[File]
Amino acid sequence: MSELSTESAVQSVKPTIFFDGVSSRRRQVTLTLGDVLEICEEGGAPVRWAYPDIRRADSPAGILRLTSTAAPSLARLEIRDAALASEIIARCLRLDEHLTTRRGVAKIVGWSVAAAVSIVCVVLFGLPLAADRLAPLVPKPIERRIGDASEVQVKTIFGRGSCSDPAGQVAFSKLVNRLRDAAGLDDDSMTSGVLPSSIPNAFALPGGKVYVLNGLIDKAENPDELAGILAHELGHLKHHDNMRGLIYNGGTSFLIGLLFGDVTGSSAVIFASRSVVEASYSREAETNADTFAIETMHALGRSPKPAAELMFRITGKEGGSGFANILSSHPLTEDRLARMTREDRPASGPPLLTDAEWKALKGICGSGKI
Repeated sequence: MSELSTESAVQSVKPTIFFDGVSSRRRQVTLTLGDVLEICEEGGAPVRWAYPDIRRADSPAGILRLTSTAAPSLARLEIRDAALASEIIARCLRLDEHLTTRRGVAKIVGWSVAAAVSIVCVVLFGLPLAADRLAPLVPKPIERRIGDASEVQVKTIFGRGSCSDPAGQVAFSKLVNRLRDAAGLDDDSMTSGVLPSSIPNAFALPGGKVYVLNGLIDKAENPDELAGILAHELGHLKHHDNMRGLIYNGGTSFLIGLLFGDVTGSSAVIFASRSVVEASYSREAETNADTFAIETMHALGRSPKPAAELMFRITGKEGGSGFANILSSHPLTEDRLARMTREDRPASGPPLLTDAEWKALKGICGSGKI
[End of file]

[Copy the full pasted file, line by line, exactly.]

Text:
Amino acid sequence: MSELSTESAVQSVKPTIFFDGVSSRRRQVTLTLGDVLEICEEGGAPVRWAYPDIRRADSPAGILRLTSTAAPSLARLEIRDAALASEIIARCLRLDEHLTTRRGVAKIVGWSVAAAVSIVCVVLFGLPLAADRLAPLVPKPIERRIGDASEVQVKTIFGRGSCSDPAGQVAFSKLVNRLRDAAGLDDDSMTSGVLPSSIPNAFALPGGKVYVLNGLIDKAENPDELAGILAHELGHLKHHDNMRGLIYNGGTSFLIGLLFGDVTGSSAVIFASRSVVEASYSREAETNADTFAIETMHALGRSPKPAAELMFRITGKEGGSGFANILSSHPLTEDRLARMTREDRPASGPPLLTDAEWKALKGICGSGKI
Repeated sequence: MSELSTESAVQSVKPTIFFDGVSSRRRQVTLTLGDVLEICEEGGAPVRWAYPDIRRADSPAGILRLTSTAAPSLARLEIRDAALASEIIARCLRLDEHLTTRRGVAKIVGWSVAAAVSIVCVVLFGLPLAADRLAPLVPKPIERRIGDASEVQVKTIFGRGSCSDPAGQVAFSKLVNRLRDAAGLDDDSMTSGVLPSSIPNAFALPGGKVYVLNGLIDKAENPDELAGILAHELGHLKHHDNMRGLIYNGGTSFLIGLLFGDVTGSSAVIFASRSVVEASYSREAETNADTFAIETMHALGRSPKPAAELMFRITGKEGGSGFANILSSHPLTEDRLARMTREDRPASGPPLLTDAEWKALKGICGSGKI